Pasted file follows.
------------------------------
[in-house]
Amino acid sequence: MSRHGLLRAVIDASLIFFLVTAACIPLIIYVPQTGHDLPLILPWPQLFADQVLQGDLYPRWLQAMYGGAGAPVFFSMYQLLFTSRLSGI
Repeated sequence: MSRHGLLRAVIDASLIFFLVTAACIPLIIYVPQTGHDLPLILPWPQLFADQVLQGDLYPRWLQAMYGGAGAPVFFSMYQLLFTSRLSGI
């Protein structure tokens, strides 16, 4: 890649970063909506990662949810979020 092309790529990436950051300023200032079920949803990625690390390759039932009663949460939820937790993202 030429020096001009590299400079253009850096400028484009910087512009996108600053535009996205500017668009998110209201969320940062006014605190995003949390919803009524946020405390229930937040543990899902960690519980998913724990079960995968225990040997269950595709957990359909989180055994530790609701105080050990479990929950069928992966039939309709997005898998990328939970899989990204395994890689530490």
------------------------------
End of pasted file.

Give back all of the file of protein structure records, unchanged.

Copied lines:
[in-house]
Amino acid sequence: MSRHGLLRAVIDASLIFFLVTAACIPLIIYVPQTGHDLPLILPWPQLFADQVLQGDLYPRWLQAMYGGAGAPVFFSMYQLLFTSRLSGI
Repeated sequence: MSRHGLLRAVIDASLIFFLVTAACIPLIIYVPQTGHDLPLILPWPQLFADQVLQGDLYPRWLQAMYGGAGAPVFFSMYQLLFTSRLSGI
């Protein structure tokens, strides 16, 4: 890649970063909506990662949810979020 092309790529990436950051300023200032079920949803990625690390390759039932009663949460939820937790993202 030429020096001009590299400079253009850096400028484009910087512009996108600053535009996205500017668009998110209201969320940062006014605190995003949390919803009524946020405390229930937040543990899902960690519980998913724990079960995968225990040997269950595709957990359909989180055994530790609701105080050990479990929950069928992966039939309709997005898998990328939970899989990204395994890689530490």